Early treatment often includes using a drug to keep the PDA from closing. A surgeon can create a shunt between the syatemic and the pulmonary artery to help increase blood flow to the lungs. A more complete repair depends on the size of the pulmonary artery and right ventricle. If they’re very small, it may not be possible to correct the defect with surgery. In cases where the pulmonary artery and right ventricle are a more normal size, open-heart surgery may produce a good improvement in how the heart works.
If the right ventricle stays too small to be a good pumping chamber,Fontan procedure can be done. Children with tricuspid atresia require lifelong follow-up by a cardiologist.
- Truncus arteriosus—
This is a complex malformation where only one artery arises from the heart and forms the aorta and pulmonary artery. Surgery for this condition usually is required early in life. It includes closing a large ventricular septal defect within the heart, detaching the pulmonary arteries from the large common artery, and connecting the pulmonary arteries to the right ventricle with a tube graft. Children with truncus arteriosus need lifelong follow-up to see how well the heart is functioning.
- Total anomalous pulmonary venous (P-V) connection —
The pulmonary veins that bring oxygen-rich (red) blood from the lungs back to the heart aren’t connected to the left atrium. Instead, the pulmonary veins drain through abnormal connections to the right atrium.
In the right atrium, oxygen-rich (red) blood from the pulmonary veins mixes with venous (bluish) blood from the body. Part of this mixture passes through the atrial septum (atrial septal defect) into the left atrium. From there it goes into the left ventricle, to the aorta and out to the body. The rest of the poorly oxygenated mixture flows through the right ventricle, into the pulmonary artery and on to the lungs. The blood passing through the aorta to the body doesn’t have enough oxygen, which causes the child to look blue (cyanotic).
This defect must be surgically repaired in early infancy. The pulmonary veins are reconnected to the left atrium and the atrial septal defect is closed. When surgical repair is done in early infancy, the long-term outlook is very good.
An obstruction is a narrowing that partly or completely blocks the flow of blood. Obstructions called stenoses can occur in heart valves, arteries or veins.
The three most common forms are pulmonary stenosis, aortic stenosis and coarctation of the aorta. Related but less common forms include bicuspid aortic valve, sub aortic stenosis and Epstein’s anomaly.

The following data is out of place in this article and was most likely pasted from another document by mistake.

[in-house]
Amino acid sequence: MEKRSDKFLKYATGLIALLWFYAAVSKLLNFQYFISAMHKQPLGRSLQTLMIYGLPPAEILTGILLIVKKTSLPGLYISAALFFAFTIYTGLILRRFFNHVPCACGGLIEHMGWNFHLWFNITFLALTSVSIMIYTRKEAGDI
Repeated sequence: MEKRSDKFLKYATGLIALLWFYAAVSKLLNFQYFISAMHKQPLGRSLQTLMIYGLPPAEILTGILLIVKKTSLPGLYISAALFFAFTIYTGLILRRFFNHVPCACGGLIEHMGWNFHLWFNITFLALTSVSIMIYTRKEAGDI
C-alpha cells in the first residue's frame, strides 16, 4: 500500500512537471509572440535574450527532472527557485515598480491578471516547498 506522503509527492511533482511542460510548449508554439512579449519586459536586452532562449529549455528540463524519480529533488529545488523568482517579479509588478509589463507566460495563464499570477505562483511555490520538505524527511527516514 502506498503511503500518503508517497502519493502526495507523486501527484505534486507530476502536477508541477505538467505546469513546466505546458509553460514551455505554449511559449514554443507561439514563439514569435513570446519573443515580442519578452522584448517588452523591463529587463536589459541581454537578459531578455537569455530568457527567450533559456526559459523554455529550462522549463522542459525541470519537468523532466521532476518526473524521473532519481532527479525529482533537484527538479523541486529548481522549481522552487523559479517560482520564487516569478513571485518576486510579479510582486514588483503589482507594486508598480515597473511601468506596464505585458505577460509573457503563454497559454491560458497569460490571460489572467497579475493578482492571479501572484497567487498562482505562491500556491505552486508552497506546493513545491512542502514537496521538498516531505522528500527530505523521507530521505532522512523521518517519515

- Pulmonary stenosis (PS) — A defective pulmonary valve that doesn’t open properly is called stenotic. This forces the right ventricle to pump harder than normal to overcome the obstruction.
If the stenosis is severe, especially in babies, some cyanosis (blueness) may occur. Older children usually have no symptoms. Treatment is needed when the pressure in the right ventricle is higher than normal. In most children the obstruction can be relieved by a procedure called balloon valvuloplasty. Others may need open-heart surgery. Surgery usually opens the valve satisfactorily. The outlook after balloon valvuloplasty or surgery is favorable, but follow-up is required to determine if heart function returns to normal.
- Aortic stenosis (AS) — The aortic valve is narrowed. The heart has difficulty pumping blood to the body. Aortic stenosis occurs when the aortic valve didn’t form properly. A normal valve has three leaflets (cusps) but a stenotic valve may have only one cusp (unicuspid) or two cusps (bicuspid), which are thick and stiff.
Sometimes stenosis is severe and symptoms occur in infancy. Otherwise, most children with aortic stenosis have no symptoms. Some children may have chest pain, unusual tiring, dizziness or fainting. The need for surgery depends on how bad the stenosis is. In children, a surgeon may be able to enlarge the valve opening. Surgery may improve the stenosis, but the valve remains deformed. Eventually the valve may need to be replaced with an artificial one.
Balloon valvuloplasty has been used in some children with aortic stenosis. The long-term results of this procedure are still being studied. Children with aortic stenosis need lifelong medical follow-up. Even mild stenosis may worsen over time, and surgical relief of a blockage is sometimes incomplete .
- Coarctation of the aorta (“Coarct”) — The aorta is pinched or constricted. This obstructs blood flow to the lower body and increases blood pressure above the constriction. Usually there are no symptoms at birth, but they can develop as early as a baby’s first week. A baby may develop congestive heart failure or high blood pressure that requires early surgery. Otherwise, surgery usually can be delayed. A child with a severe coarctation should have surgery in early childhood. This prevents problems such as developing high blood pressure as an adult.
The outlook after surgery is favorable, but long-term follow-up is required. Rarely, coarctation of the aorta may recur. Some of these cases can be treated by balloon angioplasty. The long-term results are still being studied. Also, blood pressure may stay high even when the aorta’s narrowing has been repaired.
- Bicuspid aortic valve —
The normal aortic valve has three flaps (cusps) that open and close. A bicuspid valve has only two flaps. There may be no symptoms in childhood, but by adulthood (often middle age or older), the valve can become stenotic (narrowed), making it harder for blood to pass through it, or regurgitant (allowing blood to leak backward through it). Treatment depends on how well the valve works.
- Subaortic stenosis—
Stenosis means constriction or narrowing. Subaortic means below the aorta. Subaortic stenosis refers to a narrowing of the left ventricle just below the aortic valve, which blood passes through to go into the aorta. This stenosis limits the flow of blood out of the left ventricle. This condition may be congenital or may be due to a particular form of cardiomyopathy known as “idiopathic hypertrophic subaortic stenosis” (IHSS). Treatment depends on the cause and the severity of the narrowing. It can include drugs or surgery.